The USGBC has released its annual Top 10 States for LEED, the world’s most widely used and recognized green building rating system. The per capita ranking highlights states throughout the country that are making significant strides in sustainable building design, construction and transformation.
“Green construction is quickly outpacing conventional construction in the U.S.,” said Rick Fedrizzi, CEO and founding chair of USGBC. “LEED has become an essential tool for the transformation of building design and construction. By recognizing these states excelling in the use of LEED, we are celebrating the green building professionals, architects, business, policy and community leaders who work tirelessly to design and develop innovative solutions toward a healthier, more sustainable future.”
Now in its sixth year, the ranking looks at total square feet of LEED-certified space per resident, based on U.S. Census data, and includes commercial and institutional green building projects certified throughout 2015. Illinois retained its top national position for the third year in a row, with 161 LEED certifications representing 3.43 square feet of certified space per resident. Illinois and Colorado are the only two states to have made the list every year since 2010.
A newcomer to the Top 10 list is Utah, illustrating how LEED is expanding beyond states with densely populated urban areas. And after a three-year hiatus, Texas, Washington and Nevada are again on the list.
A continued strong performance from Maryland and Virginia has reaffirmed the mid-Atlantic region, which includes Washington, D.C., as the epicenter of green building. While D.C. is not included in the list of top states due to its status as a federal territory, it is notable, as it continues to lead the nation with 19.3 square feet of LEED space per resident certified in 2015.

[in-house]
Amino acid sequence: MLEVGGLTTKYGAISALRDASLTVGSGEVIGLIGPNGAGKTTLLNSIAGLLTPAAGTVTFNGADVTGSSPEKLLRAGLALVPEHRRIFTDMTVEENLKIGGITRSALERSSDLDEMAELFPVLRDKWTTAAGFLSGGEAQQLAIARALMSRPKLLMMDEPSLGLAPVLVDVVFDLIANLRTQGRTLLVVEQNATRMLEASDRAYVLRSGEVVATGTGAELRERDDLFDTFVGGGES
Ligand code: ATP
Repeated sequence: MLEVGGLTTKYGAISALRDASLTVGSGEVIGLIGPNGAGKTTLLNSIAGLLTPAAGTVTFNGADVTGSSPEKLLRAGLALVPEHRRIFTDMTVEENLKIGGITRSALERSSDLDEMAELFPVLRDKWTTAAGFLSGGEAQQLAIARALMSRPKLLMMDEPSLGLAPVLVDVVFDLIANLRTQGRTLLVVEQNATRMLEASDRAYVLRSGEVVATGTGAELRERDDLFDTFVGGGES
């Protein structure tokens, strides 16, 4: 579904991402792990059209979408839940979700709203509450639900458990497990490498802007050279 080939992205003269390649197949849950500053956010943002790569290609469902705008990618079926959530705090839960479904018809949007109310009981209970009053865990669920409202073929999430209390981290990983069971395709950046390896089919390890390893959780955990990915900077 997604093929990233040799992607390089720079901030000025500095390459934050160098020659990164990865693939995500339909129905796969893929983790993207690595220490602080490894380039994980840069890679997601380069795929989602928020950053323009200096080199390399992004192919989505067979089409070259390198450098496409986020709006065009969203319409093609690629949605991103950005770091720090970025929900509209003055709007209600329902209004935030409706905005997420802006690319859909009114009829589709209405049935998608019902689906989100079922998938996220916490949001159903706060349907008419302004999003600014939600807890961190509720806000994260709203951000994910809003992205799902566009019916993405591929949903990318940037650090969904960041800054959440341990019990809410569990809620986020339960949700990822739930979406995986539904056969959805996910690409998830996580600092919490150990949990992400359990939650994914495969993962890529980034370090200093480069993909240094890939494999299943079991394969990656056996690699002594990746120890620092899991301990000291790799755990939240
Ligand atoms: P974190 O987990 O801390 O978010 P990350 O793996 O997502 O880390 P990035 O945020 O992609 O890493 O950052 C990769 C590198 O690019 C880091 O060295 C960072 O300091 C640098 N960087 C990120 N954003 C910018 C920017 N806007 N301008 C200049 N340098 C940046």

This year’s list has the highest average (2.47) per capita space LEED-certified among the top 10 states since 2010. Four of the six states included in the 2014 list increased the square feet of space they certified per resident in 2015 (Ill., Md., Mass. and Calif.).
The full ranking is as follows:
|2015 Top 10 State for LEED|
|Rank||State||Gross Square Footage (gsf)||Per Capita Certified GSF||Total No. Projects|
*Included in 2014 Top 10 States for LEED list
**Washington, D.C. is not ranked because it is a federal district, not a state
Notable projects certified in 2015’s Top 10 States for LEED include:
- Illinois: Virgin Hotel Chicago; LEED Gold
- Washington: University of Washington Husky Stadium, the largest stadium, college or professional, in the Pacific Northwest, in Seattle; LEED Silver
- California: Los Angeles Convention Center Recertification; LEED Gold
- Utah: U.S. District Courthouse in Salt Lake City; LEED Gold
Collectively, 1,633 commercial and institutional projects became LEED-certified within the Top 10 States for LEED in 2015, representing 274.9 million square feet of real estate. Worldwide, 4,837 projects were certified in 2015, representing 818.9 million square feet.
USGBC calculates the list using per capita figures as a measure of the human element of green building. This also allows for fair comparisons among states with significant differences in population and number of buildings.
In 2015, LEED for Building Operations and Maintenance was once again the most popular rating system within the top 10 states, representing 49 percent of the total square footage certified. LEED for Building Design and Construction was the second most popular rating system in the top 10, representing 46 percent of the square footage certified, and LEED for Interior Design and Construction was the third most popular rating system, representing 5 percent of total square footage certified in these states in 2015.
According to USGBC, green construction is a large economic driver. The 2015 USGBC Green Building Economic Impact Study claims that green construction will account for more than 3.3 million U.S. jobs—more than one-third of the entire U.S. construction sector—and generate $190.3 billion in labor earnings. The industry’s direct contribution to the U.S. gross domestic product (GDP) is also expected to reach $303.5 billion from 2015–2018.